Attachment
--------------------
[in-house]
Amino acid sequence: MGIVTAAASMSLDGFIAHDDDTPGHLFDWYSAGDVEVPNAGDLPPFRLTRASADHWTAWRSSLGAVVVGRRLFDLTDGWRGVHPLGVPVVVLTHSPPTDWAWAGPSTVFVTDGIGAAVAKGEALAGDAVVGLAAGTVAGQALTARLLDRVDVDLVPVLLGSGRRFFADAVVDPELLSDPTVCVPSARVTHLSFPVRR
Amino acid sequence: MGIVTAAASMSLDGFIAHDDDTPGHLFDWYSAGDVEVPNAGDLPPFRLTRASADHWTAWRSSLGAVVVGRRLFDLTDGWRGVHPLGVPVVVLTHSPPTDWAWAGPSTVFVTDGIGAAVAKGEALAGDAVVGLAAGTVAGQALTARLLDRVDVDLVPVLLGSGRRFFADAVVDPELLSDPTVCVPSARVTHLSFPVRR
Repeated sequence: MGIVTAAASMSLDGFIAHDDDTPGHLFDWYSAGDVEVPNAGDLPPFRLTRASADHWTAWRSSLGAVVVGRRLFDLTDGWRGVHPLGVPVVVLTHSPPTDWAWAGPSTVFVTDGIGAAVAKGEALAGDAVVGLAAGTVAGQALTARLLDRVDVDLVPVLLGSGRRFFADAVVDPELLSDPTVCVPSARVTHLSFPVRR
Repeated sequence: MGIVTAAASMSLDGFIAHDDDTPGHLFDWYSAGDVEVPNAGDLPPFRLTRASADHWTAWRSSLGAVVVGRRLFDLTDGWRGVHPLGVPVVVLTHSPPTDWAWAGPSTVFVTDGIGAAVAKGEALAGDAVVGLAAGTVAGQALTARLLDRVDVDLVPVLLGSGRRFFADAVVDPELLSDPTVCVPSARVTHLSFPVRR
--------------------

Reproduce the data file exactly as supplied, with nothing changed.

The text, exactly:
[in-house]
Amino acid sequence: MGIVTAAASMSLDGFIAHDDDTPGHLFDWYSAGDVEVPNAGDLPPFRLTRASADHWTAWRSSLGAVVVGRRLFDLTDGWRGVHPLGVPVVVLTHSPPTDWAWAGPSTVFVTDGIGAAVAKGEALAGDAVVGLAAGTVAGQALTARLLDRVDVDLVPVLLGSGRRFFADAVVDPELLSDPTVCVPSARVTHLSFPVRR
Amino acid sequence: MGIVTAAASMSLDGFIAHDDDTPGHLFDWYSAGDVEVPNAGDLPPFRLTRASADHWTAWRSSLGAVVVGRRLFDLTDGWRGVHPLGVPVVVLTHSPPTDWAWAGPSTVFVTDGIGAAVAKGEALAGDAVVGLAAGTVAGQALTARLLDRVDVDLVPVLLGSGRRFFADAVVDPELLSDPTVCVPSARVTHLSFPVRR
Repeated sequence: MGIVTAAASMSLDGFIAHDDDTPGHLFDWYSAGDVEVPNAGDLPPFRLTRASADHWTAWRSSLGAVVVGRRLFDLTDGWRGVHPLGVPVVVLTHSPPTDWAWAGPSTVFVTDGIGAAVAKGEALAGDAVVGLAAGTVAGQALTARLLDRVDVDLVPVLLGSGRRFFADAVVDPELLSDPTVCVPSARVTHLSFPVRR
Repeated sequence: MGIVTAAASMSLDGFIAHDDDTPGHLFDWYSAGDVEVPNAGDLPPFRLTRASADHWTAWRSSLGAVVVGRRLFDLTDGWRGVHPLGVPVVVLTHSPPTDWAWAGPSTVFVTDGIGAAVAKGEALAGDAVVGLAAGTVAGQALTARLLDRVDVDLVPVLLGSGRRFFADAVVDPELLSDPTVCVPSARVTHLSFPVRR